TPMS Light Coming On in Cold Weather? Here’s Why
If your TPMS (tire pressure monitoring system) warning light goes on during a cold snap, it may not mean your tire has a leak.
Tire pressure can decrease about 1 PSI (pounds per square inch) for every 10 degrees the temperature drops. It's not due to air escaping, but rather the air inside the tire condenses, taking up less space when it's cold. This is temporary, because driving will heat up the tire and increase the tire's pressure.
Tires also lose about 1 PSI per month just from seepage of air around the edge of the rim and through the tread itself.
These two factors combined can cause the air pressure in a tire to go 25 percent below the recommended fill pressure. This is what triggers the sensing transmitters inside your tires to illuminate your TPMS dash light. Whenever your TPMS light comes on, have your air checked and bring your tires up to the proper pressure.
Winter Tire Pressure
Temperature changes overnight or from cold winter days can affect your tire pressure. This can cause the low-pressure indicator to appear. Large swings in temperature between day and night can affect the pressure in your tires by up to 10 PSI.
The light may shut off on its own after you drive 20 minutes or so, as the air in your tires warms and expands and proper inflation level stabilizes.
Regardless, you should get your air checked right away. The TPMS light means your tires are at least 25 percent below the proper air pressure. This is a safety risk, especially if you’re carrying a load close to your vehicle’s max capacity. There’s a greater chance of tire failure, compromised handling and increased wear and tear on your tires. Your gas mileage could also suffer.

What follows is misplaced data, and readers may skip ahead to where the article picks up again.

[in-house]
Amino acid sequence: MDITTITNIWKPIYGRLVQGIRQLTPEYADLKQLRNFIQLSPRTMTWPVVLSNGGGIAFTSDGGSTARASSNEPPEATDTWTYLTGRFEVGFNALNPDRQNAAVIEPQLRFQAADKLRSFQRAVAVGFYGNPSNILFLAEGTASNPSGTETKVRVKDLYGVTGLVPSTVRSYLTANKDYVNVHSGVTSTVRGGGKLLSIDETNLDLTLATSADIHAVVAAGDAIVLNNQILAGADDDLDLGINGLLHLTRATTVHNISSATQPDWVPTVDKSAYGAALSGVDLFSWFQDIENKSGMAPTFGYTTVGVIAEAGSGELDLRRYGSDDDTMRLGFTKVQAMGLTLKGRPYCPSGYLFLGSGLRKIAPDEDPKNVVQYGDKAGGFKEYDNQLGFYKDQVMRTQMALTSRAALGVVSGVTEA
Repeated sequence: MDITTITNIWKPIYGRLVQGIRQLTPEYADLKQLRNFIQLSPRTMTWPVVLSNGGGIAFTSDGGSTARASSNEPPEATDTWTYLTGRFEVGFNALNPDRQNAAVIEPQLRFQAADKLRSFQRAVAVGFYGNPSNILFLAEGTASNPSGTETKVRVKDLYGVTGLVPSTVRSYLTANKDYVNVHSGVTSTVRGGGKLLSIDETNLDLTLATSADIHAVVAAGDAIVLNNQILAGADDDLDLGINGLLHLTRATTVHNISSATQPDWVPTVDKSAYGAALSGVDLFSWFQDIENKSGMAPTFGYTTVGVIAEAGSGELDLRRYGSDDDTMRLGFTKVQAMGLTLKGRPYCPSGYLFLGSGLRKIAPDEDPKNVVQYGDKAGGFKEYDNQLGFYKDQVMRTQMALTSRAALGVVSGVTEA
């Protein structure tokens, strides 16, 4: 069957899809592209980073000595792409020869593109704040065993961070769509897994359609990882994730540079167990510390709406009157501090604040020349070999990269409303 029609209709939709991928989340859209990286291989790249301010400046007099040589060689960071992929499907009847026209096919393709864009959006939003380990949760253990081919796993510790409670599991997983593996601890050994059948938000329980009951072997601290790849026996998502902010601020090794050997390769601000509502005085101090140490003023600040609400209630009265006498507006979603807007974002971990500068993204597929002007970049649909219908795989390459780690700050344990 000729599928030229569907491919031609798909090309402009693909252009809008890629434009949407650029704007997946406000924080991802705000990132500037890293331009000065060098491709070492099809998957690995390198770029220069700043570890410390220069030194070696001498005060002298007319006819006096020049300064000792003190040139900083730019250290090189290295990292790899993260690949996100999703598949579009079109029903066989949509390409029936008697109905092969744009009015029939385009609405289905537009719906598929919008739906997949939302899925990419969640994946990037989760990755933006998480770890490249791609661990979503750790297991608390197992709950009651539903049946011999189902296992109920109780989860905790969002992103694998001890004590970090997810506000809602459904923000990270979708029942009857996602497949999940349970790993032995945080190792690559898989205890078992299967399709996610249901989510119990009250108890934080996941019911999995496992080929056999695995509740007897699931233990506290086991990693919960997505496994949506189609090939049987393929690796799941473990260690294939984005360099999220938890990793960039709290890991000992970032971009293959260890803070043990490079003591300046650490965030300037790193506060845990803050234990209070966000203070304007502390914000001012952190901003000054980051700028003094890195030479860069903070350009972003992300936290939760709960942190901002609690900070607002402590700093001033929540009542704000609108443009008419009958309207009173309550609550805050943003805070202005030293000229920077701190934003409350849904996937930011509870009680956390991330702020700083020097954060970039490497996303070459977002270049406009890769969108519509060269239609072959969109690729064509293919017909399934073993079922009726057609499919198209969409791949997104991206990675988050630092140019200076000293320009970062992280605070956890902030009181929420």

When you top off your tires, the TPMS light will go off as the tire regains the proper pressure.
Note: If the warning light is flashing, this is a problem with the vehicle’s TPMS system, not your tires, and you should take your car to the shop.
One More Reason Your TPMS Light May Go On
Your TPMS light may flash if your vehicle’s onboard computer can’t detect the sensor because you’re using a spare tire. They typically don’t have TPMS sensors.
How to Get Winter Tire Pressure Right
Once a month, have your pressure checked when the tires are cold (meaning the car is parked outside and hasn’t been driven in four hours) and inflate them to what’s indicated on your placard located on the inside of your car door.
For more information regarding TPMS with your vehicle, please review your owner’s manual.